The continuous measurement of therapeutic drugs and metabolites is a strong requirement in transplantation surgery, pulmonary and critical care medicine [1
]. Drugs of interest are therapeutics with a narrow action window, which regularly pose considerable challenges in initial and ongoing dosing. These drugs are often subject to polymorphic metabolism with considerable inter- and intra-individual variability requiring therapeutic drug monitoring (TDM) [2
]. TDM, however, is regularly performed with one blood sample per dosing interval only, with trough-value (i.e., the plasma level of a pharmaceutical product) measured just before the following dosage. On the other hand, because biomarkers are typically present at very low concentrations within complex samples that contain high concentrations of background material, the methodologies need to be highly selective and accurate [3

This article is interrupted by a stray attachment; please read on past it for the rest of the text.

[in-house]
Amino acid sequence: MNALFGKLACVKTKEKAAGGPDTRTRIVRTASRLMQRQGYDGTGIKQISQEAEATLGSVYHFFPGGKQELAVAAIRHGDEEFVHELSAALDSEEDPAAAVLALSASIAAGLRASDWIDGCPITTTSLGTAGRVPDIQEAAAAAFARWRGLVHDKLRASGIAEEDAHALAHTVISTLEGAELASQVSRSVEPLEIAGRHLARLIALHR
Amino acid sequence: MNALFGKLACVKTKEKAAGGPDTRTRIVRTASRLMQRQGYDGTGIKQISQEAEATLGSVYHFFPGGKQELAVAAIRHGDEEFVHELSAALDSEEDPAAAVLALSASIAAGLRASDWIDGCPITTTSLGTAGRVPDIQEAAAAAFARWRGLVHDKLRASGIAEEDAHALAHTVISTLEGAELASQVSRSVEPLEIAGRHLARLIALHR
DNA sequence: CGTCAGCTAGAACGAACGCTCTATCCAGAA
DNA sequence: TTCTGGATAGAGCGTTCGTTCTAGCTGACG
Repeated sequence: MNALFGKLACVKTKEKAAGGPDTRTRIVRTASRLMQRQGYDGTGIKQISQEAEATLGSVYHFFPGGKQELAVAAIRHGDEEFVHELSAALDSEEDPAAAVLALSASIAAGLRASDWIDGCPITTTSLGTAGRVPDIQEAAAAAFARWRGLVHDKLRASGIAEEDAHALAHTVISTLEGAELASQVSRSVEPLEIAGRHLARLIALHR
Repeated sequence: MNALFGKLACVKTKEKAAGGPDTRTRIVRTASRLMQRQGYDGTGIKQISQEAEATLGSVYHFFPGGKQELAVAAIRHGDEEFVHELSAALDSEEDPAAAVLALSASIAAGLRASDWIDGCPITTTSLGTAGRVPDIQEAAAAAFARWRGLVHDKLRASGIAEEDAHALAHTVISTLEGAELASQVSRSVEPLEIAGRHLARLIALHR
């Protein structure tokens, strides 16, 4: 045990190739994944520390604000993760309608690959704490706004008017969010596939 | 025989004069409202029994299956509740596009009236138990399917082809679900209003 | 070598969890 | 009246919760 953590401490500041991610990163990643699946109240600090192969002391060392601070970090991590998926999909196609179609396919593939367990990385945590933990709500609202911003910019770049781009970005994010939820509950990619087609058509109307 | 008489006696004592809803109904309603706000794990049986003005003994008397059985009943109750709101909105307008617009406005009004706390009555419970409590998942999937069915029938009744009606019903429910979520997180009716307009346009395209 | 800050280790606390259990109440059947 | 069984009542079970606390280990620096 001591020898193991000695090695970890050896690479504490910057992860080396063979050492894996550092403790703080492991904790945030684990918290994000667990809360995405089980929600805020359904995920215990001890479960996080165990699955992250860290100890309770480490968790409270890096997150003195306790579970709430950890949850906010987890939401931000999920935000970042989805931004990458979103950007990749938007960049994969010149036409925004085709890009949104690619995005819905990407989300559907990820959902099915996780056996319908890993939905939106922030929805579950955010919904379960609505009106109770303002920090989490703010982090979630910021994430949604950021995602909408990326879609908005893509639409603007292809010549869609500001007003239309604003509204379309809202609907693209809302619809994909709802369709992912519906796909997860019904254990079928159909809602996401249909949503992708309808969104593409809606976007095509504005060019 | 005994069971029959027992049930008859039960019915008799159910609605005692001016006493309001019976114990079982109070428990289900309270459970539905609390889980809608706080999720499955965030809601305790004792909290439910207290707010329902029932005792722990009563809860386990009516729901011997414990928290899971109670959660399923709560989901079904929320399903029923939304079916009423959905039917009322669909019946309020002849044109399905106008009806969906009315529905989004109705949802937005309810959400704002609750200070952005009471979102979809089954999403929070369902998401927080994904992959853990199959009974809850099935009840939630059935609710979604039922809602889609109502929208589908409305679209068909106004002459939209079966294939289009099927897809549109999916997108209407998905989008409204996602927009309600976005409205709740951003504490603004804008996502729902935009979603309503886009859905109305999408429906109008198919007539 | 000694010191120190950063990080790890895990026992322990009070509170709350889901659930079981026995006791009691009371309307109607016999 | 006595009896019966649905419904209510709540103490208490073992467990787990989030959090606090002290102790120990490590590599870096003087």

]. Thus, a cluster of biomarker elements will emit a stronger signal than a single element of the same kind, independently of the signal type, leading to an increased reading of the sensor regardless of its accuracy [4
A microactuator using magnetic beads (MB) conjugated biomarkers as a driver to form clusters or to induce surface binding is a viable approach to concentrate such biomarkers, increasing the sensitivity and the specificity of the test and at the same time avoiding interference before testing [5
]. The use of MB provides large surface-to-volume ratio. MB can be suitably biofunctionalized and manipulated by magnetic fields [7
], diminishing the difficulties posed by mixing at low Reynolds numbers or by the high flow resistances at small scales [12